The federal and Ontario governments would become substantial shareholders of Detroit-based General Motors Corp. in exchange for nearly $11-billion in loans in a bailout plan being negotiated by Ottawa, the U.S. government and the company.
Government negotiators continued to hammer out details of the proposal late Thursday as GM prepared for bankruptcy protection after winning a debt-for-equity deal with a committee of key bondholders.
New details of the proposed $50-billion (U.S.) bailout emerged yesterday from filings at the U.S. Securities and Exchange Commission (SEC) and briefings by American officials.
GM is expected to file for Chapter 11 bankruptcy protection on Sunday or Monday, the deadline for the company to submit credible restructuring plans to the U.S. and Canadian governments to win support for the government loans.
The U.S. Treasury - which has already lent GM nearly $20-billion - will provide another $30-billion in debtor-in-possession financing to keep the company operating during bankruptcy protection.
U.S. officials told reporters there that Canadian governments would provide $10.8-billion (Canadian) - or 18 per cent of the financing.
In a filing with the SEC, GM said the U.S. Treasury would own 72.5 per cent of the pared-down company that emerges from bankruptcy protection.
The company said the U.S. Treasury would allocate a portion of equity to the governments of Canada and Ontario in return for Canadian participation in the loans. It did not say what proportion of that equity stake Canada would take.
In the $15-billion (U.S.) bailout of Chrysler, the Canadian governments provided 20 per cent of the loans - $3.8-billion (Canadian) - and received 20 per cent of governments' overall 10-per-cent equity stake, as well as seats on the board.
If Canadian governments received 18 per cent of proposed government equity in GM - proportionate to their expected loan contribution - they would end up with a 13-per-cent stake in the company.
Debt holders will get as much as 15 per cent in the new company, compared with a previous offer of 10 per cent in return for swapping $27-billion (U.S.) in debt. However, some bondholders continued yesterday to oppose the deal and may opt to fight it in bankruptcy court.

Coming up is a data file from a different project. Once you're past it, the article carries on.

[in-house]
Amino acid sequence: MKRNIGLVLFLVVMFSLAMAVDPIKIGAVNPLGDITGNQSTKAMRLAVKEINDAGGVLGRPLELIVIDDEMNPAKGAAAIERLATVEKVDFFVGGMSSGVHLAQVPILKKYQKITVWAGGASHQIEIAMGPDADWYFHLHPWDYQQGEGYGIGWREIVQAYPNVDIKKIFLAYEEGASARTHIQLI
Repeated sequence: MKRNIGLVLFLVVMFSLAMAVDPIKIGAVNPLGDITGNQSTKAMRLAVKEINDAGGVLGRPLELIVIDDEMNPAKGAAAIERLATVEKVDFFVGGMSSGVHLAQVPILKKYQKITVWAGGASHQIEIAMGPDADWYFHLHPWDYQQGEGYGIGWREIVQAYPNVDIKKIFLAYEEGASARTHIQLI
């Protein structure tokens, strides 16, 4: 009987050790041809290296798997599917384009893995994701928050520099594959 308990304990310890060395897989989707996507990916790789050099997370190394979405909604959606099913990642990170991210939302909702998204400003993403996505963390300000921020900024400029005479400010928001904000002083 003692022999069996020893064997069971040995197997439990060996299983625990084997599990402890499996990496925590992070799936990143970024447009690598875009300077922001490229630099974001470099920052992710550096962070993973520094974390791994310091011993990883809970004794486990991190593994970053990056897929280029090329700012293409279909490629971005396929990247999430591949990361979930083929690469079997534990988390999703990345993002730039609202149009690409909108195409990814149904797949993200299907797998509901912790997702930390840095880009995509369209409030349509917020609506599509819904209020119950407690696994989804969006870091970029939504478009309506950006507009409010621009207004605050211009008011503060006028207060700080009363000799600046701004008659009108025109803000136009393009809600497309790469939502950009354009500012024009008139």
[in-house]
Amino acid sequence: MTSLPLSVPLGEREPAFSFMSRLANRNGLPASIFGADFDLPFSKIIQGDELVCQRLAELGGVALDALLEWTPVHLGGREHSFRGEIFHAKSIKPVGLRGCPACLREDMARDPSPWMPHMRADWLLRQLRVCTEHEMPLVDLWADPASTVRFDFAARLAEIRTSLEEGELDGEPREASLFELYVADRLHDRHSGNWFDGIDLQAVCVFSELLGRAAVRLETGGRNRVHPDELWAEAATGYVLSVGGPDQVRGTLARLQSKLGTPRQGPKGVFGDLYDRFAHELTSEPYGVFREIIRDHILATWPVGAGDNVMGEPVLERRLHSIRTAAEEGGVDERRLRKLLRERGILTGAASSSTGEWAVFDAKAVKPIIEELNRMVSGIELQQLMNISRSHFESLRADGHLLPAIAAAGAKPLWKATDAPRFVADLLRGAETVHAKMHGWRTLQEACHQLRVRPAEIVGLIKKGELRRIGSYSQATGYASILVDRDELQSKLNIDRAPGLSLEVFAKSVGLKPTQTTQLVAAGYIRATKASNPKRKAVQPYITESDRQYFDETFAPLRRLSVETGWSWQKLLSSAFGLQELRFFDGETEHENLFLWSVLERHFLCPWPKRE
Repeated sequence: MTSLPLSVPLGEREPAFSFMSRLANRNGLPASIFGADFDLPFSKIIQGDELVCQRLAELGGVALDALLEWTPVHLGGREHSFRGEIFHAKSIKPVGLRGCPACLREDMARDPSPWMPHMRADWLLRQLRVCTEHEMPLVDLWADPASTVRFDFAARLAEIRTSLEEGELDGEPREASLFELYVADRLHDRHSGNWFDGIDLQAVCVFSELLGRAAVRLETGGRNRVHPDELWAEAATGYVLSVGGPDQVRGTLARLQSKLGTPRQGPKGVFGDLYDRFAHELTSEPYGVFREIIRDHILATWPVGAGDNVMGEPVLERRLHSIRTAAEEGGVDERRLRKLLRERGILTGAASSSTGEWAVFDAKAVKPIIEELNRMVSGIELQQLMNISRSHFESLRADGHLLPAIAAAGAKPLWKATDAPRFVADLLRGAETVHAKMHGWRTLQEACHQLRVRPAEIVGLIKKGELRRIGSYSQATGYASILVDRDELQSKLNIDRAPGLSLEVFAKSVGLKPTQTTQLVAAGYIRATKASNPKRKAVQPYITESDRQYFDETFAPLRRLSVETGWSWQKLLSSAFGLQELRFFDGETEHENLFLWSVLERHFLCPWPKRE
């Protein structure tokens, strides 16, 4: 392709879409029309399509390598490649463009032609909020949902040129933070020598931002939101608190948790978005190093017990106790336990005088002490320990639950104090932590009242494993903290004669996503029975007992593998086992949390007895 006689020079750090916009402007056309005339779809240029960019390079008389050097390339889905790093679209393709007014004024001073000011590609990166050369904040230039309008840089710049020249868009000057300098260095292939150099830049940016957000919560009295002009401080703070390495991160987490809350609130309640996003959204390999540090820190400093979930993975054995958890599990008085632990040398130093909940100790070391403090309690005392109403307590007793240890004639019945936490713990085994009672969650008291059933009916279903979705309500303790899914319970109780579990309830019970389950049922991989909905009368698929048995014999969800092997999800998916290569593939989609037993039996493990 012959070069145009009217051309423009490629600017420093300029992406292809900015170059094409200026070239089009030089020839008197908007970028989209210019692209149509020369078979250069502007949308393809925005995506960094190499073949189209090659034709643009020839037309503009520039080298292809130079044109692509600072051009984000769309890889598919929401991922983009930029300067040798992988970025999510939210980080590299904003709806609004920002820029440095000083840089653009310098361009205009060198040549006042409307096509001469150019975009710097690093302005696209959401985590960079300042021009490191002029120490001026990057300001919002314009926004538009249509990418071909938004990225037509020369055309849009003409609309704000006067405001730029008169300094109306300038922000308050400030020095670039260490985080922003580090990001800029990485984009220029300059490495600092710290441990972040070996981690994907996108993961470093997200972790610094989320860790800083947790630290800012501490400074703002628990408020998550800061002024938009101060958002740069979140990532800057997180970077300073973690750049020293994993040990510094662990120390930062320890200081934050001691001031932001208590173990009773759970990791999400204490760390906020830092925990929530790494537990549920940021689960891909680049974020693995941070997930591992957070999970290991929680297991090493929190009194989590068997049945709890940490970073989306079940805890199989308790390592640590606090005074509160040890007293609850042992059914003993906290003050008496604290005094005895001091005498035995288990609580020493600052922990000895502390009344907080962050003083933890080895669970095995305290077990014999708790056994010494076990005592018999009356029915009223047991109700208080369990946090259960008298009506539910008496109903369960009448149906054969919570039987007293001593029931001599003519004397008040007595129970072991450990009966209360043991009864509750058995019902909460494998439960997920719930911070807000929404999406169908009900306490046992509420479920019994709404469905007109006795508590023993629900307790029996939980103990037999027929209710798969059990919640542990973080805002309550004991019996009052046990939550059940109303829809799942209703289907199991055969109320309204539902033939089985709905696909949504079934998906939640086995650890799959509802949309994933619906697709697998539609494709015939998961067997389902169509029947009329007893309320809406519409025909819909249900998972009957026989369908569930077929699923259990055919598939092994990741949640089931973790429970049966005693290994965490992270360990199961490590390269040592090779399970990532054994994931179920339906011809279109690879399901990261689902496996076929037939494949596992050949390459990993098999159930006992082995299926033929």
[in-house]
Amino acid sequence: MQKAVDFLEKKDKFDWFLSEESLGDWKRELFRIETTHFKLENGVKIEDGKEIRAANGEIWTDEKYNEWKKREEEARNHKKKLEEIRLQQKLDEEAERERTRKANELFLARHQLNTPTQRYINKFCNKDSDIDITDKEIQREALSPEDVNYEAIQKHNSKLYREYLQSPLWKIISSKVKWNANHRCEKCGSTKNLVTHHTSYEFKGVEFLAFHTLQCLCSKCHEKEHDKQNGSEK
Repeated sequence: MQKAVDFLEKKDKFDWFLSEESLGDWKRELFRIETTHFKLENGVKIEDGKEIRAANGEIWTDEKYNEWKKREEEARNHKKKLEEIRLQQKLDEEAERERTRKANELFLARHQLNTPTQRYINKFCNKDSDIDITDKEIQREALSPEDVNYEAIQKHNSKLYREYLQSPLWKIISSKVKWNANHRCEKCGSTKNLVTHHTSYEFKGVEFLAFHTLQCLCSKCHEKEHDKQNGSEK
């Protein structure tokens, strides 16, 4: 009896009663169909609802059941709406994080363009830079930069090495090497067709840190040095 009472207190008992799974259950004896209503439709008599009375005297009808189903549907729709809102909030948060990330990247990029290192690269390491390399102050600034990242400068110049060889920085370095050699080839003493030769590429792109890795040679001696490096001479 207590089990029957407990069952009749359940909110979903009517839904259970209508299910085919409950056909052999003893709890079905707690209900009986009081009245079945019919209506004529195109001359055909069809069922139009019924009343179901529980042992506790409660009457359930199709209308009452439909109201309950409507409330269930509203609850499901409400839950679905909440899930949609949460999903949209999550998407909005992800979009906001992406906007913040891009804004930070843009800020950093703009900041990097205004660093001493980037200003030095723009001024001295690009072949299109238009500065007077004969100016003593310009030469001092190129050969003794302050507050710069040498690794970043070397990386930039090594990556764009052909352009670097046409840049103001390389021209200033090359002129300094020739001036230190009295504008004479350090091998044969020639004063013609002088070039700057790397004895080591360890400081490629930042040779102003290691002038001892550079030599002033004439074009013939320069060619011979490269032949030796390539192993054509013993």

U.S. officials expect GM to remain under bankruptcy protection for 60 to 90 days, but it remains unclear whether the company would shut down production for that amount of time, as Chrysler has done pending its emergence from Chapter 11 protection.
GM must also decide whether its General Motors of Canada Ltd. subsidiary will file for bankruptcy protection under the Companies' Creditors Arrangement Act, and whether GM Canada plants would be shut while the parent restructures.
The closing of the two companies' assembly plants would put a major financial strain on Canadian auto parts manufacturers, which are already suffering from a decline in sales and the extended industry shutdowns last winter.
Ontario Finance Minister Dwight Duncan refused to discuss the likelihood of Canadian taxpayers owning a piece of GM, while federal Industry Minister Tony Clement was unavailable for comment.
"The truth is that these discussions are still going on," Mr. Duncan said. "There's too many moving parts in this."
He said he is optimistic about the future of GM in Canada, even if, as expected, the company files for bankruptcy protection. The restructuring deal will give Canada a chance to start again and rebuild the industry, he said.
"I am optimistic that we will continue to have a viable presence of GM in Oshawa, in St. Catharines, in Ingersoll and that we will protect the footprint of the industry in Ontario," he said. "It will be very different, it may not be as large as it was at one time."
With files from reporter Karen Howlett and Associated Press